Chinese e-commerce giant Alibaba has been in the limelight recently after it filed for a US IPO that could potentially raise up to $20 billion. Taking its services overseas is a positive spin for its potential investors, and it seems like the company is pushing hard for its Alipay payments service to cross geographical boundaries first.

An Alibaba spokesperson revealed to TNW early this year, when it inked a few partnership deals for Alipay in Hong Kong and Taiwan, that it is seeking to make the payments service available in South Korea. Now the company has delivered, as online shopping mall Lotte.com has inked a deal with Alipay to introduce a new payment option for its Chinese users. The option has been there since late April but the partnership was only officially announced today.

Lotte.com is managed by South Korean conglomerate Lotte, which manages an array of duty-free shops and department stores. Latest public figures peg Lotte.com’s users at 14.3 million members and nearly a million daily visitors, though it is likely that the figures are higher now. The press statement from Alipay pins Lotte.com’s users at 16 million.

According to the statement, China has the largest number of users among the 19 regions where there are Lotte.com members, and “the partnership this time is expected to encourage even more Chinese consumers to shop on Lotte.com by enabling them to pay for purchases with Alipay’s convenient cross-border payment solution.”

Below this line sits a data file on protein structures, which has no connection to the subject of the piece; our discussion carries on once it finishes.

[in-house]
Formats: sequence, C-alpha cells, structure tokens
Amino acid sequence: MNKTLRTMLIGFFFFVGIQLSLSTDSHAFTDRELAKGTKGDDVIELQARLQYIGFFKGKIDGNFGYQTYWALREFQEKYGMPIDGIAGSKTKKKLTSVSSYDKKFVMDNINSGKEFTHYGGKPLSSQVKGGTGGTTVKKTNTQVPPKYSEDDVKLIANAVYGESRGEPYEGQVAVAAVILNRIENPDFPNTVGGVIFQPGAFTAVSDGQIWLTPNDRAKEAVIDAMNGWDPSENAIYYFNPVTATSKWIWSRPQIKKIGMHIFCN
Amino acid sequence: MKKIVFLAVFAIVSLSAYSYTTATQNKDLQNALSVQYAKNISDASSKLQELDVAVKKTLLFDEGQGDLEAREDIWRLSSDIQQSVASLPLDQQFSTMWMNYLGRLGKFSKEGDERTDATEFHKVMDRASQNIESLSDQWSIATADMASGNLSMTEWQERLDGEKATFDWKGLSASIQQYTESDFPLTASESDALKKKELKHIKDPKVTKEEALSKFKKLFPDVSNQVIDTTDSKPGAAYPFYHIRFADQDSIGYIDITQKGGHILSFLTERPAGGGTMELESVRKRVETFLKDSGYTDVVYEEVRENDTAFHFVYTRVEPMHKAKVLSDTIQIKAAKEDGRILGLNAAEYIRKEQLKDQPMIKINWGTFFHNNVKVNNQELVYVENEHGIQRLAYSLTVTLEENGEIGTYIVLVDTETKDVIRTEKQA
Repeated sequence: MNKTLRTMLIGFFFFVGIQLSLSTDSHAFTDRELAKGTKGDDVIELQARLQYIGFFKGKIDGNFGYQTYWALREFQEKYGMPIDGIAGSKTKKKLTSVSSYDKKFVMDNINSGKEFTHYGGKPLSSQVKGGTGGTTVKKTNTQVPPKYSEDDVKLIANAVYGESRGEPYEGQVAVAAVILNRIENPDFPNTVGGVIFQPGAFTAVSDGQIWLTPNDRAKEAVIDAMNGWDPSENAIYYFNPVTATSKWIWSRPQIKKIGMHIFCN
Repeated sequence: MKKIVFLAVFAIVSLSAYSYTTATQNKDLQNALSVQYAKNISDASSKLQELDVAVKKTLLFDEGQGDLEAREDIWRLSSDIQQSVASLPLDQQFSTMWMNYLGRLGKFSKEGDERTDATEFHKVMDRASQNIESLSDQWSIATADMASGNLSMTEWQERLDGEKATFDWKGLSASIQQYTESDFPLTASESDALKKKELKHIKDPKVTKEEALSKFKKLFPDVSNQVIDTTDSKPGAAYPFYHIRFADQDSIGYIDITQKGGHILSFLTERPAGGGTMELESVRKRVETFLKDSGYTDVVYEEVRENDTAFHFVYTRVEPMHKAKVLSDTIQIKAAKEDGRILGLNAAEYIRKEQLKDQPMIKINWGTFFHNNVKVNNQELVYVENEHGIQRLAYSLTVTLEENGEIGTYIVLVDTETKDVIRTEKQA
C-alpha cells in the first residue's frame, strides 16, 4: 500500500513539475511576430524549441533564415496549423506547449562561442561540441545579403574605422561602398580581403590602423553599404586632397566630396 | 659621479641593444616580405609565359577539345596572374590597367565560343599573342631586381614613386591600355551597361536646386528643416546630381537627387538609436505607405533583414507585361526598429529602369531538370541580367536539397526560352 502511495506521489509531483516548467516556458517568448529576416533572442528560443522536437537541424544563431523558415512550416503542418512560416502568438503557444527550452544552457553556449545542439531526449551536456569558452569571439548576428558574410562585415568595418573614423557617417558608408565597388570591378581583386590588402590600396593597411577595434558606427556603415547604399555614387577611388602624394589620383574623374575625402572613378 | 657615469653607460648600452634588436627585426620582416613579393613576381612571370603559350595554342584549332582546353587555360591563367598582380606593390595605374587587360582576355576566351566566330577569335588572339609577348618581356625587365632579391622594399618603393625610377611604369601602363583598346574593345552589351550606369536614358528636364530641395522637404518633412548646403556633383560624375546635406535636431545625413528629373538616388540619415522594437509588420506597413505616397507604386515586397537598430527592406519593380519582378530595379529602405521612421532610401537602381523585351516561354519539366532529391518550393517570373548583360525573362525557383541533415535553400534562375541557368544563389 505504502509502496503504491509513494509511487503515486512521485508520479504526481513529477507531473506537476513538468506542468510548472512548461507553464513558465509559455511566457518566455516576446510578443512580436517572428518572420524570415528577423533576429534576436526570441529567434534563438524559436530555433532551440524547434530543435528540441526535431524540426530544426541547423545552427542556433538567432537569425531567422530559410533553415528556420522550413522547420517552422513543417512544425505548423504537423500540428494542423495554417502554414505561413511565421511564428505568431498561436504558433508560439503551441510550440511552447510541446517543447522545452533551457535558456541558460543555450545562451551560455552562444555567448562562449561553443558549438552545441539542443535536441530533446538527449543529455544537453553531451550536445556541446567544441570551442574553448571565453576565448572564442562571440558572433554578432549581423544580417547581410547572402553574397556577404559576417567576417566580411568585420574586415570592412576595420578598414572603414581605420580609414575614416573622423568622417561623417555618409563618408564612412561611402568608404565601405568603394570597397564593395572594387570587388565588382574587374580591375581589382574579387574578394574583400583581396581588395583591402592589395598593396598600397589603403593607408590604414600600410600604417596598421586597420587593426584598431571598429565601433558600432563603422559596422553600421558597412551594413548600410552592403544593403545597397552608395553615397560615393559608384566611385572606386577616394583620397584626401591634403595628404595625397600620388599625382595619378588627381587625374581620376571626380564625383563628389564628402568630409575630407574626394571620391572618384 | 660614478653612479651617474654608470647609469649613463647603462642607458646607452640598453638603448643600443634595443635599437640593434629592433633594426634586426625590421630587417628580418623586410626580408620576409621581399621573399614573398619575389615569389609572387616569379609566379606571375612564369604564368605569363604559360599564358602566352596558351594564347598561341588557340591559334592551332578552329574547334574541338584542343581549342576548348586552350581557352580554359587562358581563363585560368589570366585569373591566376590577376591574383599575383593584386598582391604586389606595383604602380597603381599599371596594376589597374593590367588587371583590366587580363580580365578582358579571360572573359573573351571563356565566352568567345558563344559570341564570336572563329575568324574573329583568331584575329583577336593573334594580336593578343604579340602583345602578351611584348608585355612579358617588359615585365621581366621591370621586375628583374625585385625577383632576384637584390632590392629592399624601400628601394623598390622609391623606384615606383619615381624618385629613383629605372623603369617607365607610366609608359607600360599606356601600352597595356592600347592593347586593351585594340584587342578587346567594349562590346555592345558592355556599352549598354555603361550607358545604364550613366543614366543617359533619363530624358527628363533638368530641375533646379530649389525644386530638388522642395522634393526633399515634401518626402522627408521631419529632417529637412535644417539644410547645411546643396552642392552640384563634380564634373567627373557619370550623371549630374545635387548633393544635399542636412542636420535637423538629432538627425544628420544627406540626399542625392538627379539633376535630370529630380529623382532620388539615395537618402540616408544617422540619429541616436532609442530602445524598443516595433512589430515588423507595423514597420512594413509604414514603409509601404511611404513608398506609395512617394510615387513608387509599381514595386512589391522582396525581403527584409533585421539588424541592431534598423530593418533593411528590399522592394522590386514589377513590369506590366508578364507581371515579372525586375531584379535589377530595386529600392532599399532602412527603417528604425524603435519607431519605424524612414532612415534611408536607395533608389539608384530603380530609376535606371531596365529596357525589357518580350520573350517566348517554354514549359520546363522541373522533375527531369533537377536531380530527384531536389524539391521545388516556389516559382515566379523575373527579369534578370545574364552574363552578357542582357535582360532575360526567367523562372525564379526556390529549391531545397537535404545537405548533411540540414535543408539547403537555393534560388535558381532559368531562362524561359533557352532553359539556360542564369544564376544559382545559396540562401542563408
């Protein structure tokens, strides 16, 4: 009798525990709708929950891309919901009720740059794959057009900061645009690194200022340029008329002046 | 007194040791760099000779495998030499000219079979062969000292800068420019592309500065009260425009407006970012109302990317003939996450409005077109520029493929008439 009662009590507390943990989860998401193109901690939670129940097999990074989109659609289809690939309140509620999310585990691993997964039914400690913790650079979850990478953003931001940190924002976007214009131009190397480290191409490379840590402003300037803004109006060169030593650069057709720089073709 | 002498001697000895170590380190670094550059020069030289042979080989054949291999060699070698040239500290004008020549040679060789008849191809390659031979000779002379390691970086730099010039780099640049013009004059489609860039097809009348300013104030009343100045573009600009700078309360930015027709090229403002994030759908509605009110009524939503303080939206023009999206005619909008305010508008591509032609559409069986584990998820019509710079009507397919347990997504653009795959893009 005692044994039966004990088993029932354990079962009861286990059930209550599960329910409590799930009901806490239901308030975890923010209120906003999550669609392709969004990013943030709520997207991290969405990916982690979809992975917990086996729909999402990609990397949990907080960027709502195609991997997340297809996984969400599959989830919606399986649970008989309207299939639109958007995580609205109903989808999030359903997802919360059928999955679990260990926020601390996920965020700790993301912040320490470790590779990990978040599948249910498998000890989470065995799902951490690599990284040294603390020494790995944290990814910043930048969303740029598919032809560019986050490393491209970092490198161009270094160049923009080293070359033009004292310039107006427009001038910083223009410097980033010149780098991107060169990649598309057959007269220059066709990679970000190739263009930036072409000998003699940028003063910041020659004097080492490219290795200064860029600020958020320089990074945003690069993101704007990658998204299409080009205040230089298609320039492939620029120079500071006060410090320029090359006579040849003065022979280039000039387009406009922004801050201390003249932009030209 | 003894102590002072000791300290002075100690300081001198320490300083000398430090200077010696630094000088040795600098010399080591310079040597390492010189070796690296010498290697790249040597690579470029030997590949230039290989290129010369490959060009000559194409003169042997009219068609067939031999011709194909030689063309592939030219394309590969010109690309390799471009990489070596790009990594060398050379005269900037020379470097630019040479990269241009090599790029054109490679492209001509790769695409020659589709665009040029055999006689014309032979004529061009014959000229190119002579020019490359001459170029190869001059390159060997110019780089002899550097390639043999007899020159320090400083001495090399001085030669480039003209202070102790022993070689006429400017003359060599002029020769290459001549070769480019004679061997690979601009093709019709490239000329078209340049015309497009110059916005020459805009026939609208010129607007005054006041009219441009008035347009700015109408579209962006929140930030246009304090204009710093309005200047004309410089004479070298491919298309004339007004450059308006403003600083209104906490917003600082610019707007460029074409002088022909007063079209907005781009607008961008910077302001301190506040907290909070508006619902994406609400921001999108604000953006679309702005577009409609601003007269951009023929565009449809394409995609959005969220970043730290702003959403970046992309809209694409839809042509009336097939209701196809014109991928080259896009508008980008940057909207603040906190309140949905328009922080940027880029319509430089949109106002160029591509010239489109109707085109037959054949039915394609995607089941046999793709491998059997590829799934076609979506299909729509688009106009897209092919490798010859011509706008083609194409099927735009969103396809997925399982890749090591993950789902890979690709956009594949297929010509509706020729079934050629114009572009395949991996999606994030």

Screen Shot 2014 05 20 at 11.53.17 am 730x364 Alibaba extends the reach of its Alipay payments service into Korea

This comes after Japanese e-commerce juggernaut Rakuten also announced a partnership with Alipay last month, seeking to make it easier for shoppers in China to buy goods from its global site. Alibaba also revealed that popular British fashion e-commerce site ASOS has also added Alipay as a payments option, while Yahoo Japan will start accepting Alipay in June.

From this, it looks like Alibaba is keen to bring Chinese shoppers to various regions by making it easier for them to pay via a service they are already used to in China, instead of needing to adapt to overseas payment methods.

And this could be a key motivation for overseas companies keen to tap on Chinese consumers and their spending power to cozy up with Alibaba. As we said previously, instead of trying to export its online shops overseas, which would require translation work and a lot of localization, Alibaba is first intending to become the PayPal of the East with its Alipay payments service.

Headline image via AFP/Getty Images